San Manuel Band awards Indian Country Today $1 million grant

Pictured: Indian Country Today is based at the Walter Cronkite School of Journalism and Mass Communication at Arizona State University in Phoenix.(Photo: Indian Country Today)

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Two-year grant to be used to hire talent and support production costs for a weekly, 30-minute national newscast

News Release

San Manuel Band of Mission Indians

Indian Country Today

The San Manuel Band of Mission Indians has awarded a grant of $1 million to Indian Country Today, LLC, and will be the Founding Partner for a national news broadcast for and about American Indian and Alaska Native issues. The two-year grant will be used to hire talent and support production costs for a weekly, 30-minute national newscast that will be produced by the nonprofit news organization. 

“We are excited about this partnership with Indian Country Today, a news organization that has been a positive presence and influence throughout the country for decades,” said Lynn Valbuena, Chairwoman of the San Manuel Band of Mission Indians. “Indian nations have a duty to help shape news and information about Native communities. This is a wonderful opportunity for Indian Country to participate in this important endeavor.” 

Indian Country Today’s television program will be a weekly look at the news and include reports from tribes across the country as well as from Indian Country Today bureaus in Washington, D.C., and Anchorage, Alaska. In preparing for the weekly newscast, Indian Country Today has been producing short video stories on its platform IndianCountryToday.com. Indian Country Today recently launched a partnership with the Associated Press that includes distributing stories from our newsroom to readers around the world.

“This grant is so important because it so significantly advances our mission. Native journalists are writing the first draft of our own history,” said Mark Trahant, Shoshone-Bannock, editor of Indian Country Today. “We are also pleased that San Manuel is our first Founding Partner. The Tribe already has a legacy in media philanthropy and has demonstrated its commitment to changing the Indigenous narrative in positive directions.”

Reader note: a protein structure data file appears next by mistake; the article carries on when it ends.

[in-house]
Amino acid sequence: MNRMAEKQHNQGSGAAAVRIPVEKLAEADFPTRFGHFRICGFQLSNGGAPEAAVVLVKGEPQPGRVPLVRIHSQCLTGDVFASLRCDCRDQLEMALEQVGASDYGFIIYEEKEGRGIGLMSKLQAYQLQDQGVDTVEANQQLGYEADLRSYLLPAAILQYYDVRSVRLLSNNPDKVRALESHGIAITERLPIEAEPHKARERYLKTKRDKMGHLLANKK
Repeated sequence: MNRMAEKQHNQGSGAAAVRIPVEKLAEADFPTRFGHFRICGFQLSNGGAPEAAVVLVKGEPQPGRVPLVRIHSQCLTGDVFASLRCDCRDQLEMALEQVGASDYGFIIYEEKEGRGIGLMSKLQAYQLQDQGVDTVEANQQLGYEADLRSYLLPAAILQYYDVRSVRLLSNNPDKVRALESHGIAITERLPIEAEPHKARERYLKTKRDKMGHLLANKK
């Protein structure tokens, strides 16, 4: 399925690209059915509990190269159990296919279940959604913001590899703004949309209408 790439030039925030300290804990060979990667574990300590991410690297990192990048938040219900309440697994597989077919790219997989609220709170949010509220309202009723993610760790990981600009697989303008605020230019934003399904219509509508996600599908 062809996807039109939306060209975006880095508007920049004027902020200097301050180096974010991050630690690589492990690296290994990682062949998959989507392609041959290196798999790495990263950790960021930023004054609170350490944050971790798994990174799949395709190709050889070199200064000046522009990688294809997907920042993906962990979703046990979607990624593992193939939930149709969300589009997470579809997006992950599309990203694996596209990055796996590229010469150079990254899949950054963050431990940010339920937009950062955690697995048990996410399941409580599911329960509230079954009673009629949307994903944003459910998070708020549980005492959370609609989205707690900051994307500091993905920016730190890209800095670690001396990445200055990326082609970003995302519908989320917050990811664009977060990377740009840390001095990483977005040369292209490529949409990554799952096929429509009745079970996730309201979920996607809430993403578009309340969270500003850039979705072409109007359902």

Indian Country Today is building a new kind of media company, a nonprofit enterprise designed to serve Indian Country with news, entertainment and opinion. One of the company’s goals is to showcase the talent from Indian Country by hiring more writers, editors, producers, graphic artists, photographers, as well as its business team. 

“The grant from San Manuel is incredibly generous, and the tribe’s strong support as Founding Partner will enable us to expand our coverage of Indigenous communities to a much broader audience,” said Indian Country Today President Karen Lincoln Michel, Ho-Chunk. “This marks a new beginning in our sustainability. We hope this investment by San Manuel will encourage other tribes, foundations, and companies, to support this critically important mission.” 

Indian Country Today is a nonprofit company, a multimedia news enterprise based in Phoenix, Arizona, at the Walter Cronkite School of Journalism and Mass Communication at Arizona State University. Indian Country Today produces daily digital stories and will soon launch a national newscast working in partnership with Arizona PBS and Vision Maker Media.

Indian Country Today has a goal of raising more than $10 million over the next five years for the television project. The news company also sells advertising on its platform and will produce a variety of other projects. 

About the San Manuel Band of Mission Indians

The San Manuel Band of Mission Indians is a federally-recognized Indian tribe located on the San Manuel Indian Reservation near Highland, California. San Manuel exercises its inherent sovereign right of self-governance and provides essential services for its citizens by building infrastructure, maintaining civil services and promoting social, economic and cultural development. As descendants of the Indigenous people of the San Bernardino highlands, passes, valleys, mountains and high deserts, the Serrano people of San Manuel have called this area home since time immemorial and are committed to remaining a productive partner in the San Bernardino region. 

About Indian Country Today

Mission statement: Indian Country Today is a spacious channel that serves Indigenous communities with news, entertainment, and opinion. Indian Country Today is based in Phoenix, Arizona, at the Walter Cronkite School of Journalism and Mass Communication at Arizona State University. It has a bureau in Washington, D.C., and in Anchorage, Alaska, at Alaska Pacific University. Indian Country Today, LLC, is owned by the nonprofit arm of the National Congress of American Indians and operates independently. IndianCountryToday.com

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